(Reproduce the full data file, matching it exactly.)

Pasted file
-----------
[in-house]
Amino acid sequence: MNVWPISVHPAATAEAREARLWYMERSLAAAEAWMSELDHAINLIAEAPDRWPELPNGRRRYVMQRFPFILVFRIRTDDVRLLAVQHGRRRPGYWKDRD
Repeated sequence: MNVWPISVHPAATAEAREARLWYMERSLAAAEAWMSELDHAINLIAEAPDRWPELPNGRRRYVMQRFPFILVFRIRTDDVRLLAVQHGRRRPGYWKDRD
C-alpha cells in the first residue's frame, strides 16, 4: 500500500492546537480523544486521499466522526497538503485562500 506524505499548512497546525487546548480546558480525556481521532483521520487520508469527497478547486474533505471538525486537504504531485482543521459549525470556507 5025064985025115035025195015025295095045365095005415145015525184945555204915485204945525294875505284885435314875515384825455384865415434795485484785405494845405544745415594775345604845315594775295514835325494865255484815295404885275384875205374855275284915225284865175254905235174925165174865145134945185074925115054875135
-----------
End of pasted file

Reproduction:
[in-house]
Amino acid sequence: MNVWPISVHPAATAEAREARLWYMERSLAAAEAWMSELDHAINLIAEAPDRWPELPNGRRRYVMQRFPFILVFRIRTDDVRLLAVQHGRRRPGYWKDRD
Repeated sequence: MNVWPISVHPAATAEAREARLWYMERSLAAAEAWMSELDHAINLIAEAPDRWPELPNGRRRYVMQRFPFILVFRIRTDDVRLLAVQHGRRRPGYWKDRD
C-alpha cells in the first residue's frame, strides 16, 4: 500500500492546537480523544486521499466522526497538503485562500 506524505499548512497546525487546548480546558480525556481521532483521520487520508469527497478547486474533505471538525486537504504531485482543521459549525470556507 5025064985025115035025195015025295095045365095005415145015525184945555204915485204945525294875505284885435314875515384825455384865415434795485484785405494845405544745415594775345604845315594775295514835325494865255484815295404885275384875205374855275284915225284865175254905235174925165174865145134945185074925115054875135